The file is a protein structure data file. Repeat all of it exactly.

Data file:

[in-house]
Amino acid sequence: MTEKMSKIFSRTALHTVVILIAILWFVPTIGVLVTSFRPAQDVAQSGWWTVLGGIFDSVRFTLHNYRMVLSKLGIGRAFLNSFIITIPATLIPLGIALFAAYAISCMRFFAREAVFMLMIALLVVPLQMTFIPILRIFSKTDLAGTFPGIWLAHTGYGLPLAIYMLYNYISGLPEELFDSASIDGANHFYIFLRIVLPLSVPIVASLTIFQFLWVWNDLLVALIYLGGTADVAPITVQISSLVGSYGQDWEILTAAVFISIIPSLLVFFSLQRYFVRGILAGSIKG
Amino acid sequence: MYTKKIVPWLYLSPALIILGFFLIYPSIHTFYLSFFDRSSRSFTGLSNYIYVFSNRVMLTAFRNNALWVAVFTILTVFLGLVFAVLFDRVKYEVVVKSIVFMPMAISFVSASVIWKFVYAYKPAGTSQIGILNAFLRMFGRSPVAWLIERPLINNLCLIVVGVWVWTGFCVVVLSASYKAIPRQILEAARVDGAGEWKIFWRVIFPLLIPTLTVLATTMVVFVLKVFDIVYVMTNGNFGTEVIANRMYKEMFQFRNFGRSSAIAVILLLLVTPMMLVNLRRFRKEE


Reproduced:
[in-house]
Amino acid sequence: MTEKMSKIFSRTALHTVVILIAILWFVPTIGVLVTSFRPAQDVAQSGWWTVLGGIFDSVRFTLHNYRMVLSKLGIGRAFLNSFIITIPATLIPLGIALFAAYAISCMRFFAREAVFMLMIALLVVPLQMTFIPILRIFSKTDLAGTFPGIWLAHTGYGLPLAIYMLYNYISGLPEELFDSASIDGANHFYIFLRIVLPLSVPIVASLTIFQFLWVWNDLLVALIYLGGTADVAPITVQISSLVGSYGQDWEILTAAVFISIIPSLLVFFSLQRYFVRGILAGSIKG
Amino acid sequence: MYTKKIVPWLYLSPALIILGFFLIYPSIHTFYLSFFDRSSRSFTGLSNYIYVFSNRVMLTAFRNNALWVAVFTILTVFLGLVFAVLFDRVKYEVVVKSIVFMPMAISFVSASVIWKFVYAYKPAGTSQIGILNAFLRMFGRSPVAWLIERPLINNLCLIVVGVWVWTGFCVVVLSASYKAIPRQILEAARVDGAGEWKIFWRVIFPLLIPTLTVLATTMVVFVLKVFDIVYVMTNGNFGTEVIANRMYKEMFQFRNFGRSSAIAVILLLLVTPMMLVNLRRFRKEE